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Today Kakuma Camp is home to more than 84,000 refugees from 14 different African countries. These refugees mostly are either Muslim or Christian. They have all either been forcibly displaced or have fled their war-torn home countries in search of safety. All Kakuma’s refugees have been traumatised and have seen unspeakable horror before arriving at the camp.
Kakuma camp is governed by the United Nations High Commission for Refugees (UNHCR). The United Nations World Food Programme provides food supplies every 15 days. During the distribution of food, the refugees’ anxieties often emerge and tensions can arise.
While life in Kakuma might be relatively safe, it is also difficult. Survival is challenging. Adequate shelter, disease and malnourishment are common problems for Kakuma residents.
Task 1: Kakuma Camp
Identify the location, purpose and function of Kakuma Camp by completing the following:
a. Mark the location of Kakuma Camp on a map of Africa.
b. Name the 14 countries from which Kakuma’s residents originated.
c. Describe the geographical region in which Kakuma is located.
d. When and why was Kakuma Camp set up?
e. Who administers the management of Kakuma Camp?
Task 2: Living Conditions
Watch the clip to view the living conditions in Kakuma Camp. Then, complete this task to gain an understanding of why Kakuma residents continue to live in such difficult conditions. Draw up a three-column table. Write the headings for each column: Basic Living Needs, Australia, Kakuma Camp.
a. In the first column write a list of 10 basic human needs for a healthy, comfortable life.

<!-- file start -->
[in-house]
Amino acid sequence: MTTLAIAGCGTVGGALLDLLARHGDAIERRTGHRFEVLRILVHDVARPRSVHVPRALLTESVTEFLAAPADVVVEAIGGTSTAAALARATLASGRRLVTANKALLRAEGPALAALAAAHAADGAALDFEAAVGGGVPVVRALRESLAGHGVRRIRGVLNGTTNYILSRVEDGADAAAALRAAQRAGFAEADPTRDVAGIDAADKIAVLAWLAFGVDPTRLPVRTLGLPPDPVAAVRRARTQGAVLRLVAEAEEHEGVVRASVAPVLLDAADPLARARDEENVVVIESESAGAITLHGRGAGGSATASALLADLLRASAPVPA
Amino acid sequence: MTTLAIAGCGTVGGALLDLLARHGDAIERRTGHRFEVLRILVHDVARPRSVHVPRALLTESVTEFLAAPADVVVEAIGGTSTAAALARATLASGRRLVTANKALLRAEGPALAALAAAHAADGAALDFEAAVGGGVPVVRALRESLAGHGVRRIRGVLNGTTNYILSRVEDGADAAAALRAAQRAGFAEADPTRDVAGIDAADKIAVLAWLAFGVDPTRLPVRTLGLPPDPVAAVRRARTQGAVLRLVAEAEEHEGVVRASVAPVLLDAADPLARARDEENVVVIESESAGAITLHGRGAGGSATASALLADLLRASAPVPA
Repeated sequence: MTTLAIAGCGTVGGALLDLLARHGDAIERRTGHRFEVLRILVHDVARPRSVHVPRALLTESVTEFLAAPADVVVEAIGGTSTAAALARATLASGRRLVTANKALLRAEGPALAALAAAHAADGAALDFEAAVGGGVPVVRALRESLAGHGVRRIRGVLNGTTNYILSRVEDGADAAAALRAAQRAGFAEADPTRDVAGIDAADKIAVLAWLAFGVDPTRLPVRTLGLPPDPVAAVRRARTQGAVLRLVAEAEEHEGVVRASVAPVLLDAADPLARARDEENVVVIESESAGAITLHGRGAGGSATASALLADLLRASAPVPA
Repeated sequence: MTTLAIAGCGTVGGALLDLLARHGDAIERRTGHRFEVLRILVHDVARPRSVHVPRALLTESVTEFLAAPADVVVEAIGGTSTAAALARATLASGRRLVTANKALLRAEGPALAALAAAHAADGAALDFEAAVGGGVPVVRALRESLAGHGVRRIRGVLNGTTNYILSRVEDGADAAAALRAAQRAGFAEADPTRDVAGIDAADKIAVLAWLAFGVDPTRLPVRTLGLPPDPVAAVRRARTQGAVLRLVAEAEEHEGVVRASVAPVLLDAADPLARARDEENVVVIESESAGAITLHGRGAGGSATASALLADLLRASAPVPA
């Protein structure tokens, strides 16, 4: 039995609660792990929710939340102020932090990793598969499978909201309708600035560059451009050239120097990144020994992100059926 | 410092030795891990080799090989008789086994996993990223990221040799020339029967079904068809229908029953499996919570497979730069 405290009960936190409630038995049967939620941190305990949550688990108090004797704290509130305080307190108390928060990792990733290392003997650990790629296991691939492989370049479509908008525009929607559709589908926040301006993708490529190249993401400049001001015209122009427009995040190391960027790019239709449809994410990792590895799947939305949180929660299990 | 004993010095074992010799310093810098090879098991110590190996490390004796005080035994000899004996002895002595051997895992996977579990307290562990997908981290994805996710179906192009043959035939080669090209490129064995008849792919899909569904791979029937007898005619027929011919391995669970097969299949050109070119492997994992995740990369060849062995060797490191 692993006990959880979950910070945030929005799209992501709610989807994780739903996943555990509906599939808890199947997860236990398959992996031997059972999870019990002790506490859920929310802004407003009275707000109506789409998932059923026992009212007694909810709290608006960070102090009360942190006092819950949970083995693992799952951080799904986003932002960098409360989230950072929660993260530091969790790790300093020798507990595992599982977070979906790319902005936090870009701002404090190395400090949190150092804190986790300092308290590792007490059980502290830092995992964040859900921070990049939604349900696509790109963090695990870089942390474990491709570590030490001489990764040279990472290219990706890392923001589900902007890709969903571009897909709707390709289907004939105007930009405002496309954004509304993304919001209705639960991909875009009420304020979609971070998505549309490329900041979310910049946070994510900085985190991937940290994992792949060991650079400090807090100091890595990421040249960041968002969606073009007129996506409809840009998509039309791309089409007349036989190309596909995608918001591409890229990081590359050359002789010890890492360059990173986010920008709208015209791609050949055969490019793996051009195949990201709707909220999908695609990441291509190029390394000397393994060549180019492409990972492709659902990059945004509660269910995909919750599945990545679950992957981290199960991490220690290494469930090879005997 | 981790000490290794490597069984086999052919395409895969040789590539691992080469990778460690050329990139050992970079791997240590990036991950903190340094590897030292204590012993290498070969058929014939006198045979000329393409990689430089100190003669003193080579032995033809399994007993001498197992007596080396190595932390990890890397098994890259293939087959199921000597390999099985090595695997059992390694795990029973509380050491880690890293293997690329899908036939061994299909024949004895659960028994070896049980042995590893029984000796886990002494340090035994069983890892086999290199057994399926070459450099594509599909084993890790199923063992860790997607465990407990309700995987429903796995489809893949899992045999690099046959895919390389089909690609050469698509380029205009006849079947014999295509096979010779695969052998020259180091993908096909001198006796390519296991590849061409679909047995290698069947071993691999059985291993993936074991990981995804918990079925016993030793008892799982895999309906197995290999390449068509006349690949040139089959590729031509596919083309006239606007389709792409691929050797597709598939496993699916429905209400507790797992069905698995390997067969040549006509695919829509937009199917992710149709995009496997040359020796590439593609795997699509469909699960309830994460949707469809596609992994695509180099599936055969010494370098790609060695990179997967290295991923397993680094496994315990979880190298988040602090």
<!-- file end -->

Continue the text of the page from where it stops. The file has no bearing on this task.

b. Complete the second column by describing in one or two words each Living Needs availability in Australia.
c. Complete the third column by describing in one or two words the availability of each Living Need in Kakuma Camp.
Now, imagine you are a refugee living in Kakuma Camp. Write a 200-word letter to the United Nations explaining why you and your family want to move from Kakuma Camp and immigrate to Australia.
Task 3: Food Distribution
Watch the food distribution clip carefully. Australian participant Roderick jokingly calls the weighing of the food the "refugee check out". However, the tensions and anxieties that arise amongst the thousands waiting for food are unmistakable.
a. In relation to the food rationing, recipient humiliation, differing nationalities and crowd tension, the three Australian participants argue after receiving their 15-day food parcel. Why?
b. Describe their differing points of view about the food distribution humanitarianism.
Reference: The Ipsos Mackay Report
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